The Changing Scope of Black Radio in Houston

Jo-Carolyn Goode | 3/3/2017, 8:22 a.m.
Music has always been a connecting element for African Americans. From the moment we knew there was sound, we have ...

Music has always been a connecting element for African Americans. From the moment we knew there was sound, we have used it to make music as a way to both entertain and communicate. In the early years, music was made with the use of our mouths and body parts. We advanced to add the dimensions of instruments. Those various sounds combine to make beautiful music and our yearn for a larger platform to showcase our musical talents grew.

Finding a home for that outlet proved to be challenging. The natural progression led straight to radio; however, radio was not particularly welcoming to African Americans. The first noted radio station in the U.S. with black programming dates back to 1947 in Memphis, TN on station WDIA. It would be two more years before an African American owned and operated a station. Jesse B. Blayton, Sr. would do so on October 3, 1949, when he purchased WERD-AM in Atlanta, GA. He paid just $50,000 for the 1,000-watt station that he pioneered with programming he called “Negro appeal.”

Soon Black oriented stations started popping up throughout the US. Black radio finally made its debut in Texas in the 1950s. KCOH would be more than just Houston’s first Black oriented station but the first in the state as well. Robert C. Meeker acquired the station in August 1953. Meeker wanted the station to be more than an entertainment source but also an information source to entertain, educate and inform the public. He established that with the famous looking glass studio so on-air personalities could connect better with audiences. This connectivity took Black radio into the format of talk radio.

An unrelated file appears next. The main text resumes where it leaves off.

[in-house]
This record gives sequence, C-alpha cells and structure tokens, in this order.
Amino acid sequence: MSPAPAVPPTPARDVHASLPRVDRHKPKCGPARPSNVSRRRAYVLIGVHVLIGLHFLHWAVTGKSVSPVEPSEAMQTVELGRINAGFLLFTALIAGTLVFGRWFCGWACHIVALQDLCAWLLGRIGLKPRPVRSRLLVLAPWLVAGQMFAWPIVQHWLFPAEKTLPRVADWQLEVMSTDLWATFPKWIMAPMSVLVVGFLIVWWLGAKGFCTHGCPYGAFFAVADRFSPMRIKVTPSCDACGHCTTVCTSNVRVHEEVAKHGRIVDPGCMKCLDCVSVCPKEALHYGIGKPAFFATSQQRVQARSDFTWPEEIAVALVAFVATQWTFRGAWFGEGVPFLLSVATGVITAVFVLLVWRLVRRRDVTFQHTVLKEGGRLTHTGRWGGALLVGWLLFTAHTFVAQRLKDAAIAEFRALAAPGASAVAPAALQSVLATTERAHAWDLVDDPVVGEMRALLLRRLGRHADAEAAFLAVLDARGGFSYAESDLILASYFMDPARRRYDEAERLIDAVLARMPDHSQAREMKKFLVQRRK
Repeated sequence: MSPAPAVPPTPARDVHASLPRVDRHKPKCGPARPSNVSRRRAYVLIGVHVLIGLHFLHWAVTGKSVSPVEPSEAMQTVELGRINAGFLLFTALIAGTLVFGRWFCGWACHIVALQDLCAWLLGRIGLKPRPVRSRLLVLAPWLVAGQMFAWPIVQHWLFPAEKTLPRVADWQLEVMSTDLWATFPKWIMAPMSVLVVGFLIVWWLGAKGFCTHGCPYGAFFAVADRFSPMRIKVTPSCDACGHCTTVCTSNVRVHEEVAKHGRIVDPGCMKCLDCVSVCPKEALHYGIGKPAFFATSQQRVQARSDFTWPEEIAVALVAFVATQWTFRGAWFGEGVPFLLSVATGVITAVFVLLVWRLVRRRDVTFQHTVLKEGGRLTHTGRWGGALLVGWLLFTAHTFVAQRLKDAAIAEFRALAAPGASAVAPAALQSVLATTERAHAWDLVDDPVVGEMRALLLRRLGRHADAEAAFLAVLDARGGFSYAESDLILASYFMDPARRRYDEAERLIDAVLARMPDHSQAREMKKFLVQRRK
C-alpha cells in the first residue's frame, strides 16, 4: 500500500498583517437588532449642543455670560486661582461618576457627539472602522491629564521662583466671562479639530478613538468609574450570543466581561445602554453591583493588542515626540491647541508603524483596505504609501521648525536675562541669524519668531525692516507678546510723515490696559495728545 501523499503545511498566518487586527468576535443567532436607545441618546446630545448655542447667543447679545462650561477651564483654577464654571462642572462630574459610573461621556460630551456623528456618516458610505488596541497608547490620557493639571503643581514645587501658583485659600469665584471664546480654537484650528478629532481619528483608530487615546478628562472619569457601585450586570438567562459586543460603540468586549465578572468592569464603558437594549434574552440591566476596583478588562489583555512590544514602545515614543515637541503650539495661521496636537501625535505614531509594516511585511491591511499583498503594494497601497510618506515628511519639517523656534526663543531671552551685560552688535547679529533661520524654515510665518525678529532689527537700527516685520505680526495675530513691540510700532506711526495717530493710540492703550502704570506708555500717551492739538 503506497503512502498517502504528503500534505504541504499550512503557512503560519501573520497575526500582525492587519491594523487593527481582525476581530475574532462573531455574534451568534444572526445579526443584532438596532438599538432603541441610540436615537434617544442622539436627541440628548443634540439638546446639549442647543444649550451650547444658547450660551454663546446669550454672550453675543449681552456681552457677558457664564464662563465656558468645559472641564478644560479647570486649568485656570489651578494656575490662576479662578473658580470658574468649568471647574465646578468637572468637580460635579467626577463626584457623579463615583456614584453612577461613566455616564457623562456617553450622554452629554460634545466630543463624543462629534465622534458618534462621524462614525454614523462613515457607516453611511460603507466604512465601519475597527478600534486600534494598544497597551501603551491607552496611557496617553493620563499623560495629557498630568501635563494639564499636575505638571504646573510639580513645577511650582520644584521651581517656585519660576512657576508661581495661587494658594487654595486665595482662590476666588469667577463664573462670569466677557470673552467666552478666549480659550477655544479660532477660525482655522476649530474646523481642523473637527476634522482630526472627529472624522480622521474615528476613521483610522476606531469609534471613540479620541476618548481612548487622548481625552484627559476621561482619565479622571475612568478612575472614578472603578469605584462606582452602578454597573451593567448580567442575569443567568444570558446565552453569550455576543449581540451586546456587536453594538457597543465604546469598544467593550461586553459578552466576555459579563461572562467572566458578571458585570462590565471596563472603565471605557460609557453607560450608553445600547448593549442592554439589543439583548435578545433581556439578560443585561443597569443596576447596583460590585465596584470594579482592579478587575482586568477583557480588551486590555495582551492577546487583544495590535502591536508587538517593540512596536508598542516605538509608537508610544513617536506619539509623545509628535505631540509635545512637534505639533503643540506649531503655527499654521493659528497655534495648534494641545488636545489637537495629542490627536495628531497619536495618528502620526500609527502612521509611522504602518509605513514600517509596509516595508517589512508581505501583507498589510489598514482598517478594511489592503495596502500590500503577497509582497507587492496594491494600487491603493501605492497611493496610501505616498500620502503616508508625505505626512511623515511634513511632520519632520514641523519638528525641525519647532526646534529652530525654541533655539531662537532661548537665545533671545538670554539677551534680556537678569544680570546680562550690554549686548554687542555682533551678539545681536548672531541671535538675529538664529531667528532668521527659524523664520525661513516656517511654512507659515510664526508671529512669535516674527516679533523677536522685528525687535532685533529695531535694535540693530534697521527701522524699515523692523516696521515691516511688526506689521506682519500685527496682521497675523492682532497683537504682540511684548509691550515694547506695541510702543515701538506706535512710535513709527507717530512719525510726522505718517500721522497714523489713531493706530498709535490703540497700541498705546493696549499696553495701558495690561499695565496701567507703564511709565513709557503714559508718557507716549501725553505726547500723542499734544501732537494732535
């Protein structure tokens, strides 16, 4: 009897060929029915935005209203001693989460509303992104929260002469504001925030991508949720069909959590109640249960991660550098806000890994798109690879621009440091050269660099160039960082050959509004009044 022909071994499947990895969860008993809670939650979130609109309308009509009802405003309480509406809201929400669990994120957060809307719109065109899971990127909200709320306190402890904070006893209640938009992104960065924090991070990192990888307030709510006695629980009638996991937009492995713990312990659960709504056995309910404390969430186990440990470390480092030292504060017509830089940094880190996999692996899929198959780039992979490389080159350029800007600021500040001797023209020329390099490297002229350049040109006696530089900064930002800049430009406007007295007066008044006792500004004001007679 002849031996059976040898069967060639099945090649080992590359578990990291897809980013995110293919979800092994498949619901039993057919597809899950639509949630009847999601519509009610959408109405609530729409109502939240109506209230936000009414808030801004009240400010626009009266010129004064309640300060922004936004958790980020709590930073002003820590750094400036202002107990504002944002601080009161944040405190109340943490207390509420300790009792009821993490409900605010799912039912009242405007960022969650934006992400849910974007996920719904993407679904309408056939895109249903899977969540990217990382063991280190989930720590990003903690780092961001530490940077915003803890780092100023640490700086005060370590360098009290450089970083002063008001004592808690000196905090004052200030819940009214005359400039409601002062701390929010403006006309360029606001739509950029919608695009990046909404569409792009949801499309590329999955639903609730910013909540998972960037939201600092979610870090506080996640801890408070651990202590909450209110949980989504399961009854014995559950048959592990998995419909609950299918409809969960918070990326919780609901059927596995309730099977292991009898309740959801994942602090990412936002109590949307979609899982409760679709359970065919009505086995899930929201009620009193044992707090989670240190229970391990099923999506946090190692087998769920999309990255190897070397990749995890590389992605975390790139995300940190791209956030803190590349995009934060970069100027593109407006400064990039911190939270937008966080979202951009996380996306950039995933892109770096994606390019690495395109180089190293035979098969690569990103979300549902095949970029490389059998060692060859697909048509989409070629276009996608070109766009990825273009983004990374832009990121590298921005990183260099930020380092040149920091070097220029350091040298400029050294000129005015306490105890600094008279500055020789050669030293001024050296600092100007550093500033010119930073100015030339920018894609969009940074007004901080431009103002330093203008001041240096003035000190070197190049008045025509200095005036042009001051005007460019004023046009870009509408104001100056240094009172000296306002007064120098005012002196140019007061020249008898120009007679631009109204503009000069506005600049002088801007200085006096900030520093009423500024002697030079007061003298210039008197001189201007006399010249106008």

KCOH was the voice of Black Houston for decades. Sadly the station fell on hard times and though it tried to stay afloat with different owners and programming to stay on air it could not. Leaving the door open for a new station to catch the ears of Black Houston. KYND 1520 AM is filling that void in an up-to-date way.

“When you look at the community dynamic of KCOH,” explained Trent T. Daniel, radio personality at KYND. “It was really centered mostly on local Houston, events, politics and things like. It became a wonderful amazing voice for the city of Houston and the community but when it became to really expanding past those borders that’s when KCOH kind of decided not to play in that territory.”

Dubbed as a station that inspires change, KYND is a station that is talk radio that is interactive and engaging with those of the young and old using technology as the bridge. This new kind of station also does not want to be boxed in as just a station for the Black community. “We are really a multicultural diverse station that is programmed by Black talent. KCOH is more community and KYND looks at a broader base,” said Trent.

KYND reaches beyond the Black community to include Hispanics, Whites, and Asians with programming that caters to their diverse demographic. General listeners are adults ranging in age from 29-64 who are married, self-employed, executives, and/or have household incomes over $75,000. Just as diverse as their listeners are the radio personalities. Younger adults may be pulled in by DJ Supastar, King Motivator Karl Mays, Dr. LaTronica Fisher, and Tosha Evans on topics of the hip hop scene, health and being a better you. While others may gravitate to Dallas Jones, David Anderson, and Houston House Wives of Finance that deal with life issues of politics, personal growth, and finance. Don Sam is a staple of radio that is always there to provide that old school vibe. KYND is the perfect mix for a city that is a great melting pot.